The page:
Home » Ports/Terminals » SMC to take over Mariveles Grains Terminal

ASIAN Terminals, Inc (ATI) has finally closed a deal with a private company involving the sale of Mariveles Grains Terminal (MGT) idle since last year.

The port operator did not name the company although San Miguel Corp (SMC) president Ramon Ang confirmed last week that SMC was the buyer.

In a disclosure to the Philippine Stock Exchange, ATI said its board approved the sale but that this was still subject to final stockholders’ approval on July 30, 2010.

“An agreement in respect of the proposed sale was signed by the signatories as designated and authorized by the board,” ATI said in its disclosure.

“A purchaser has approached (ATI) giving an offer for our Mariveles facility,” the firm said in an official statement. “After a thorough and diligent evaluation, ATI agreed in principle to sell (MGT) to an unlisted Philippine company and affirms the benefit of (ATI) and its shareholders’ best.”

Reports said unlisted SMC unit, San Miguel Logistics Asia Corp, may be used as the corporate vehicle for the purchase. But last year, Ang said SMC was partnering with Toyota Tsusho Corp to acquire the grains and commodities terminal.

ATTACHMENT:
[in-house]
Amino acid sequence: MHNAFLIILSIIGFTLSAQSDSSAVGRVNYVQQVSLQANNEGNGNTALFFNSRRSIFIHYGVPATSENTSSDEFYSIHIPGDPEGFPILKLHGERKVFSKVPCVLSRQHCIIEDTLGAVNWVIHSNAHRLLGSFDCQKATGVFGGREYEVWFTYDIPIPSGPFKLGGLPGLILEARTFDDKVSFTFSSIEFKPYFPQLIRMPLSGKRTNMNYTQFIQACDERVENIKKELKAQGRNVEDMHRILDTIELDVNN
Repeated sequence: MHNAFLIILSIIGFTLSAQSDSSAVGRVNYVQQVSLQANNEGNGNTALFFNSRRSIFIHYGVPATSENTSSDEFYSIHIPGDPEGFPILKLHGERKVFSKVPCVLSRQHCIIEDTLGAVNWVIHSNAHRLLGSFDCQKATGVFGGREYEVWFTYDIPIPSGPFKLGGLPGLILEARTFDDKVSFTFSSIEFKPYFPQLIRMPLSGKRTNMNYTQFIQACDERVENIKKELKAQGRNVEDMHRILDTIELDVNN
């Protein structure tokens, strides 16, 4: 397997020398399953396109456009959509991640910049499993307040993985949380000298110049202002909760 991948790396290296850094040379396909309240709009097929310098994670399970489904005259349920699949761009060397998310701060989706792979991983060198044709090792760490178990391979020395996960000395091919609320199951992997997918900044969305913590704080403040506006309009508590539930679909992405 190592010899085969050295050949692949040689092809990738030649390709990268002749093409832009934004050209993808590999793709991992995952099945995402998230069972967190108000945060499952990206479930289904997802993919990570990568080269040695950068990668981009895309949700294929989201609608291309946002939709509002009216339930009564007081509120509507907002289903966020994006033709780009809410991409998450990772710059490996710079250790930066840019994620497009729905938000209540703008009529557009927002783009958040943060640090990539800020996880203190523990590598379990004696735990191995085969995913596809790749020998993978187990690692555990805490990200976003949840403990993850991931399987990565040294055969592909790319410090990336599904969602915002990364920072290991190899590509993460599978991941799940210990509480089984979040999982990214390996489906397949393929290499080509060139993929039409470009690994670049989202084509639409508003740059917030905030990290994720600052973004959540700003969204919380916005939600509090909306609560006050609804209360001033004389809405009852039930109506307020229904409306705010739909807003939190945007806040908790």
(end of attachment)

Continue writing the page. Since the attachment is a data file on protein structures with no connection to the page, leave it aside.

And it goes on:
Negotiations on the sale of MGT to SMC began in 2004.

The purchase price for the country’s most modern bulk grains handler has earlier been pegged at P2.15 billion. There have been reports SMC made a P2-billion offer.

SMC’s single biggest shareholder, businessman Eduardo Cojuangco, announced his interest in the grains terminal after the company bought properties adjacent to the grains terminal.

The conglomerate wants to take over MGT to expand the 500,000-ton annual capacity of its feedmill located right beside the grains terminal. SMC also operates a malt silo for beer in the facility.

ATI has spent about $60 million (around P2.7 billion) for the development of the property.

The port operator has an existing contract with the Philippine Ports Authority and the provincial government of Bataan to develop and operate the facility for 20 years until 2013.

Proceeds of the sale will be used to finance the modernization of ATI’s South Harbor.

The 14-hectare facility has a 217-meter long pier with an average depth of 13.5 meters that can accommodate vessels up to 70,000 deadweight tons. The facility can discharge cargo at 10,000 metric tons per day and store 180,000 MT of both soybean and grain cargoes at any given time.

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